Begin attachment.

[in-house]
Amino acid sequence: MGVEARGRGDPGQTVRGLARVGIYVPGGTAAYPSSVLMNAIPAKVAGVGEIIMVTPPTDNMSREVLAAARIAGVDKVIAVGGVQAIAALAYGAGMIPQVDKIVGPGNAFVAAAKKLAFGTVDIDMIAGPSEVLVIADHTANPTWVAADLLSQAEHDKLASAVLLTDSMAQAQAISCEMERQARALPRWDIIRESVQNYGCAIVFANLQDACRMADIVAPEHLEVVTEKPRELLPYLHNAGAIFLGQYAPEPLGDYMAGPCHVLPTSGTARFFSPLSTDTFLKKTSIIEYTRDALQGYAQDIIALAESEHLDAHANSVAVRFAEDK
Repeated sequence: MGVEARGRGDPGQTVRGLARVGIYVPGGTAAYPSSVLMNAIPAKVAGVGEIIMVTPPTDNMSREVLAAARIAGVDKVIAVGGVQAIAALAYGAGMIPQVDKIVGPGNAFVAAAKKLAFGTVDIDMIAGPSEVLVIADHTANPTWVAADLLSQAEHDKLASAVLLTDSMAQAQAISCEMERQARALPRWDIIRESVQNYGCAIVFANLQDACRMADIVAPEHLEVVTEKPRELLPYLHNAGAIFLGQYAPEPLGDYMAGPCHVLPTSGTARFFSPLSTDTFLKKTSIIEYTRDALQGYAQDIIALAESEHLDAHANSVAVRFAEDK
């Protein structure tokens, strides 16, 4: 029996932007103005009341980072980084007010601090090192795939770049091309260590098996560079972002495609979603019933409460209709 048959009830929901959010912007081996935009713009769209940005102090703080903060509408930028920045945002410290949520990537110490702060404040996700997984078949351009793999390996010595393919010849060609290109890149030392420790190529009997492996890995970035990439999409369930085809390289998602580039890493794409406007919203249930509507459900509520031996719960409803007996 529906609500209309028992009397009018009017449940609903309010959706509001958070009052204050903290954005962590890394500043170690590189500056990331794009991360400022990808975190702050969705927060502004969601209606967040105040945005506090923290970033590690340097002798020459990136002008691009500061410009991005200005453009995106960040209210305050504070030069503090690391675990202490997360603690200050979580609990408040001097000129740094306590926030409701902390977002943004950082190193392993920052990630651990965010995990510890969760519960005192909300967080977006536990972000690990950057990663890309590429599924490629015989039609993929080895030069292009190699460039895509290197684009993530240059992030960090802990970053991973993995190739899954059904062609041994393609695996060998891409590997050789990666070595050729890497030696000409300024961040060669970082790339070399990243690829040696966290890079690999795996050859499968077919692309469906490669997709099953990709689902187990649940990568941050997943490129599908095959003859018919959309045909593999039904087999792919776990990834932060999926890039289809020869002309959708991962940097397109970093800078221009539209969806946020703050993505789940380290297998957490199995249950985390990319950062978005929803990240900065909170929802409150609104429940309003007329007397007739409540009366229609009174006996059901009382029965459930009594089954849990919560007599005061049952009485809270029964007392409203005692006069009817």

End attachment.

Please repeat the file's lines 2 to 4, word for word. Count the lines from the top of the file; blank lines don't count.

Amino acid sequence: MGVEARGRGDPGQTVRGLARVGIYVPGGTAAYPSSVLMNAIPAKVAGVGEIIMVTPPTDNMSREVLAAARIAGVDKVIAVGGVQAIAALAYGAGMIPQVDKIVGPGNAFVAAAKKLAFGTVDIDMIAGPSEVLVIADHTANPTWVAADLLSQAEHDKLASAVLLTDSMAQAQAISCEMERQARALPRWDIIRESVQNYGCAIVFANLQDACRMADIVAPEHLEVVTEKPRELLPYLHNAGAIFLGQYAPEPLGDYMAGPCHVLPTSGTARFFSPLSTDTFLKKTSIIEYTRDALQGYAQDIIALAESEHLDAHANSVAVRFAEDK
Repeated sequence: MGVEARGRGDPGQTVRGLARVGIYVPGGTAAYPSSVLMNAIPAKVAGVGEIIMVTPPTDNMSREVLAAARIAGVDKVIAVGGVQAIAALAYGAGMIPQVDKIVGPGNAFVAAAKKLAFGTVDIDMIAGPSEVLVIADHTANPTWVAADLLSQAEHDKLASAVLLTDSMAQAQAISCEMERQARALPRWDIIRESVQNYGCAIVFANLQDACRMADIVAPEHLEVVTEKPRELLPYLHNAGAIFLGQYAPEPLGDYMAGPCHVLPTSGTARFFSPLSTDTFLKKTSIIEYTRDALQGYAQDIIALAESEHLDAHANSVAVRFAEDK
């Protein structure tokens, strides 16, 4: 029996932007103005009341980072980084007010601090090192795939770049091309260590098996560079972002495609979603019933409460209709 048959009830929901959010912007081996935009713009769209940005102090703080903060509408930028920045945002410290949520990537110490702060404040996700997984078949351009793999390996010595393919010849060609290109890149030392420790190529009997492996890995970035990439999409369930085809390289998602580039890493794409406007919203249930509507459900509520031996719960409803007996 529906609500209309028992009397009018009017449940609903309010959706509001958070009052204050903290954005962590890394500043170690590189500056990331794009991360400022990808975190702050969705927060502004969601209606967040105040945005506090923290970033590690340097002798020459990136002008691009500061410009991005200005453009995106960040209210305050504070030069503090690391675990202490997360603690200050979580609990408040001097000129740094306590926030409701902390977002943004950082190193392993920052990630651990965010995990510890969760519960005192909300967080977006536990972000690990950057990663890309590429599924490629015989039609993929080895030069292009190699460039895509290197684009993530240059992030960090802990970053991973993995190739899954059904062609041994393609695996060998891409590997050789990666070595050729890497030696000409300024961040060669970082790339070399990243690829040696966290890079690999795996050859499968077919692309469906490669997709099953990709689902187990649940990568941050997943490129599908095959003859018919959309045909593999039904087999792919776990990834932060999926890039289809020869002309959708991962940097397109970093800078221009539209969806946020703050993505789940380290297998957490199995249950985390990319950062978005929803990240900065909170929802409150609104429940309003007329007397007739409540009366229609009174006996059901009382029965459930009594089954849990919560007599005061049952009485809270029964007392409203005692006069009817």